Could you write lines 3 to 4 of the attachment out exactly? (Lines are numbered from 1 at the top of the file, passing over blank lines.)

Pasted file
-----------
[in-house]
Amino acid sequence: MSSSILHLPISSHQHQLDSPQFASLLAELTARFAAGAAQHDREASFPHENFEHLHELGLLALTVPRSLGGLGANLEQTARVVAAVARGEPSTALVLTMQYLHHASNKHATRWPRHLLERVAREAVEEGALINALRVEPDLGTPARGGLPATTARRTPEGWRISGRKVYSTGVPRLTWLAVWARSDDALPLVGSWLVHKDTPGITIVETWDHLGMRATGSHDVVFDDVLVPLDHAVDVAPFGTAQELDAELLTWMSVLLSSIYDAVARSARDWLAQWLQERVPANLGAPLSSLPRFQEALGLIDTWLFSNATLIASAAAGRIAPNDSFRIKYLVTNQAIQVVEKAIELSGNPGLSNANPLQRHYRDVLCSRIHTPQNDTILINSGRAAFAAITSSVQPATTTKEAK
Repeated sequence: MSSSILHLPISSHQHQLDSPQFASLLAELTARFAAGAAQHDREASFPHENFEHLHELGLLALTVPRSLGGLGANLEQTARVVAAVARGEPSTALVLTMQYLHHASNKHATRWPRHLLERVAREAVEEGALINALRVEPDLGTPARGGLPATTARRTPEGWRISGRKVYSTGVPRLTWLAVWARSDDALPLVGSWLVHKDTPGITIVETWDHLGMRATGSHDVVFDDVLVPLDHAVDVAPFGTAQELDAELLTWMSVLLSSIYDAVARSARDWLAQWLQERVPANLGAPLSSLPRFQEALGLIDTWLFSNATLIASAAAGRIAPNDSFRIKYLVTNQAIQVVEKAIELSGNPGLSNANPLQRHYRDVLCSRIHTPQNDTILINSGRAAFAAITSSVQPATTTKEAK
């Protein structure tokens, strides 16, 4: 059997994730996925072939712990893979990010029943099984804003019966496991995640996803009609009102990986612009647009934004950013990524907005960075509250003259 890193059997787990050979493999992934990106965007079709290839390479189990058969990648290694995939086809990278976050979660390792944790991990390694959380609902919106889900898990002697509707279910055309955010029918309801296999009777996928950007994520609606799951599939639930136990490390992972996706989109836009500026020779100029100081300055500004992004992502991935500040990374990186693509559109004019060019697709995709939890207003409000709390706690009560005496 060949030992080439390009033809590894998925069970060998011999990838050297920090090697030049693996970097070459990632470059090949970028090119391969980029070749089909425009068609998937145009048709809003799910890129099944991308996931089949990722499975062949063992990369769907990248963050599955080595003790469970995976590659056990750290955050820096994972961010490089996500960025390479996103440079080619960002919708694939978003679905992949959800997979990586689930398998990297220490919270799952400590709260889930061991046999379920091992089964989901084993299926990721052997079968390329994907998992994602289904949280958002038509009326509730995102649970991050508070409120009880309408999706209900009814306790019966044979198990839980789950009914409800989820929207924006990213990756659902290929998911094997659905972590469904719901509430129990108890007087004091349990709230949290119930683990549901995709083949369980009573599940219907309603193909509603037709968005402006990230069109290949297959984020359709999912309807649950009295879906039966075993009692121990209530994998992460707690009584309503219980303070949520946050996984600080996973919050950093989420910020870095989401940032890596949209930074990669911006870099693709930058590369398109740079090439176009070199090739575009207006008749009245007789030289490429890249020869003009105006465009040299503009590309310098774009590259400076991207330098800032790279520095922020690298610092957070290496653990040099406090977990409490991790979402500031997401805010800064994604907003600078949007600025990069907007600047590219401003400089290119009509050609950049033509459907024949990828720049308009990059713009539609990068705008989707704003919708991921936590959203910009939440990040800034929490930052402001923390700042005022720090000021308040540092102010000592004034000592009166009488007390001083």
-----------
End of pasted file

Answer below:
Repeated sequence: MSSSILHLPISSHQHQLDSPQFASLLAELTARFAAGAAQHDREASFPHENFEHLHELGLLALTVPRSLGGLGANLEQTARVVAAVARGEPSTALVLTMQYLHHASNKHATRWPRHLLERVAREAVEEGALINALRVEPDLGTPARGGLPATTARRTPEGWRISGRKVYSTGVPRLTWLAVWARSDDALPLVGSWLVHKDTPGITIVETWDHLGMRATGSHDVVFDDVLVPLDHAVDVAPFGTAQELDAELLTWMSVLLSSIYDAVARSARDWLAQWLQERVPANLGAPLSSLPRFQEALGLIDTWLFSNATLIASAAAGRIAPNDSFRIKYLVTNQAIQVVEKAIELSGNPGLSNANPLQRHYRDVLCSRIHTPQNDTILINSGRAAFAAITSSVQPATTTKEAK
């Protein structure tokens, strides 16, 4: 059997994730996925072939712990893979990010029943099984804003019966496991995640996803009609009102990986612009647009934004950013990524907005960075509250003259 890193059997787990050979493999992934990106965007079709290839390479189990058969990648290694995939086809990278976050979660390792944790991990390694959380609902919106889900898990002697509707279910055309955010029918309801296999009777996928950007994520609606799951599939639930136990490390992972996706989109836009500026020779100029100081300055500004992004992502991935500040990374990186693509559109004019060019697709995709939890207003409000709390706690009560005496 060949030992080439390009033809590894998925069970060998011999990838050297920090090697030049693996970097070459990632470059090949970028090119391969980029070749089909425009068609998937145009048709809003799910890129099944991308996931089949990722499975062949063992990369769907990248963050599955080595003790469970995976590659056990750290955050820096994972961010490089996500960025390479996103440079080619960002919708694939978003679905992949959800997979990586689930398998990297220490919270799952400590709260889930061991046999379920091992089964989901084993299926990721052997079968390329994907998992994602289904949280958002038509009326509730995102649970991050508070409120009880309408999706209900009814306790019966044979198990839980789950009914409800989820929207924006990213990756659902290929998911094997659905972590469904719901509430129990108890007087004091349990709230949290119930683990549901995709083949369980009573599940219907309603193909509603037709968005402006990230069109290949297959984020359709999912309807649950009295879906039966075993009692121990209530994998992460707690009584309503219980303070949520946050996984600080996973919050950093989420910020870095989401940032890596949209930074990669911006870099693709930058590369398109740079090439176009070199090739575009207006008749009245007789030289490429890249020869003009105006465009040299503009590309310098774009590259400076991207330098800032790279520095922020690298610092957070290496653990040099406090977990409490991790979402500031997401805010800064994604907003600078949007600025990069907007600047590219401003400089290119009509050609950049033509459907024949990828720049308009990059713009539609990068705008989707704003919708991921936590959203910009939440990040800034929490930052402001923390700042005022720090000021308040540092102010000592004034000592009166009488007390001083």